Property owners along the future site of the Purple Line in Maryland are preparing to be kicked off their land in the near future.
The light rail will eventually connect Bethesda to New Carrollton. Thursday, the project received a key federal environmental approval, the "Record of Decision" by the Federal Transit Administration.
Ric Wasim owns property along the planned route, and says he has been contacted by the state about the possibility that his garage at a gas station may have to go.
"I guess we will just go along with what the state says, but I would rather stay here," Wasim said. "I have a lot of employees working here, they have families, everyone has kids and stuff. We would rather stay and make money and life goes on."
President Obama pledged $100 million in his proposed budget for the Purple Line and Red Line last week, but that is subject to Congressional approval.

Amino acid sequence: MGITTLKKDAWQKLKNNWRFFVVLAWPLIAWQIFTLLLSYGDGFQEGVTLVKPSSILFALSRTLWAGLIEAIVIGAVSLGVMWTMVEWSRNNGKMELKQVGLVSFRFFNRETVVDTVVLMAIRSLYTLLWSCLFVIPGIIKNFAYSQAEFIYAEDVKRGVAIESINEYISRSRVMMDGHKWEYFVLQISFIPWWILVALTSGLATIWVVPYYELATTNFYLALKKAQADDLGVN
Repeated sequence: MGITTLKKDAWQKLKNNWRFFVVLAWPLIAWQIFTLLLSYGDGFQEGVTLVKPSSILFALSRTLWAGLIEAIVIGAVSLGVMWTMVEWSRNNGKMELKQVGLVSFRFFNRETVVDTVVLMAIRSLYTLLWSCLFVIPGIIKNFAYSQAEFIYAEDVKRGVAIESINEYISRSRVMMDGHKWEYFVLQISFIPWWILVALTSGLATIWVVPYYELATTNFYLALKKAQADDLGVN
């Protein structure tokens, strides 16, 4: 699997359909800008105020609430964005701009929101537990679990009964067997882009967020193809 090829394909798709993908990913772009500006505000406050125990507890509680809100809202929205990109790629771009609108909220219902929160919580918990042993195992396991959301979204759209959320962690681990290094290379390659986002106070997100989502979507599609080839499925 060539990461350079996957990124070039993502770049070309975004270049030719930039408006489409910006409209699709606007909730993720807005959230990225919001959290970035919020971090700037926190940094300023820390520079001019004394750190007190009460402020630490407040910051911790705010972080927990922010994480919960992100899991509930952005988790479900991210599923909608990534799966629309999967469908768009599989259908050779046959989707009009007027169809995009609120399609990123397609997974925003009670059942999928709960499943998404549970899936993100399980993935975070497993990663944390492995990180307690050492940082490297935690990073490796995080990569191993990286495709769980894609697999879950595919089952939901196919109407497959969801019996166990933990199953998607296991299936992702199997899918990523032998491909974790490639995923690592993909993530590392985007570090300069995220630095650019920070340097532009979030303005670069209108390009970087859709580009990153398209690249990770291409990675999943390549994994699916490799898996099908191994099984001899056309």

The Purple Line would run 16 miles with 21 stations between Bethesda and New Carrollton in Montgomery and Prince George's counties. It would pass through Silver Spring, Takoma Park, Langley Park, College Park and Riverdale. Maryland officials have been working on developing the Purple Line for years to help address terrible traffic congestion in Maryland around the nation's capital.
The estimated cost has risen from $2.15 billion to $2.37 billion, according to a federal report released Wednesday. The additions are attributed to increased real estate costs from a larger number of land parcels to be acquired and from increased cost of site preparation. About $126 million of the added expense is due to project financing costs.